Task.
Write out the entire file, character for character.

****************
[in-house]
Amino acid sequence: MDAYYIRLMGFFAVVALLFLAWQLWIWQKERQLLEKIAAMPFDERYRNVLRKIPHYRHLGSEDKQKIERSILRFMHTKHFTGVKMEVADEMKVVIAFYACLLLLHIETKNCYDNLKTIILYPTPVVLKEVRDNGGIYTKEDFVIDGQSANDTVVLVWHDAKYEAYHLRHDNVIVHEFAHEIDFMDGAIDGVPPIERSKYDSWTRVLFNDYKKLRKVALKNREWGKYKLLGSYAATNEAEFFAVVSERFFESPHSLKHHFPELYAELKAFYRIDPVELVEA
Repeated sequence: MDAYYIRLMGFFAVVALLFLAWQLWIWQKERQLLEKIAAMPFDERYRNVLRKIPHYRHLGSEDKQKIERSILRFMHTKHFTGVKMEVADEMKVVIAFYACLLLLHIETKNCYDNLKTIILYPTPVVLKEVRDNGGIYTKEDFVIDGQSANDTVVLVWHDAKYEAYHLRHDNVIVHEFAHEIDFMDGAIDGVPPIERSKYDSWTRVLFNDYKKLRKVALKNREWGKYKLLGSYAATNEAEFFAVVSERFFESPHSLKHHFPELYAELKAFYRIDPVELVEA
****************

[in-house]
Amino acid sequence: MDAYYIRLMGFFAVVALLFLAWQLWIWQKERQLLEKIAAMPFDERYRNVLRKIPHYRHLGSEDKQKIERSILRFMHTKHFTGVKMEVADEMKVVIAFYACLLLLHIETKNCYDNLKTIILYPTPVVLKEVRDNGGIYTKEDFVIDGQSANDTVVLVWHDAKYEAYHLRHDNVIVHEFAHEIDFMDGAIDGVPPIERSKYDSWTRVLFNDYKKLRKVALKNREWGKYKLLGSYAATNEAEFFAVVSERFFESPHSLKHHFPELYAELKAFYRIDPVELVEA
Repeated sequence: MDAYYIRLMGFFAVVALLFLAWQLWIWQKERQLLEKIAAMPFDERYRNVLRKIPHYRHLGSEDKQKIERSILRFMHTKHFTGVKMEVADEMKVVIAFYACLLLLHIETKNCYDNLKTIILYPTPVVLKEVRDNGGIYTKEDFVIDGQSANDTVVLVWHDAKYEAYHLRHDNVIVHEFAHEIDFMDGAIDGVPPIERSKYDSWTRVLFNDYKKLRKVALKNREWGKYKLLGSYAATNEAEFFAVVSERFFESPHSLKHHFPELYAELKAFYRIDPVELVEA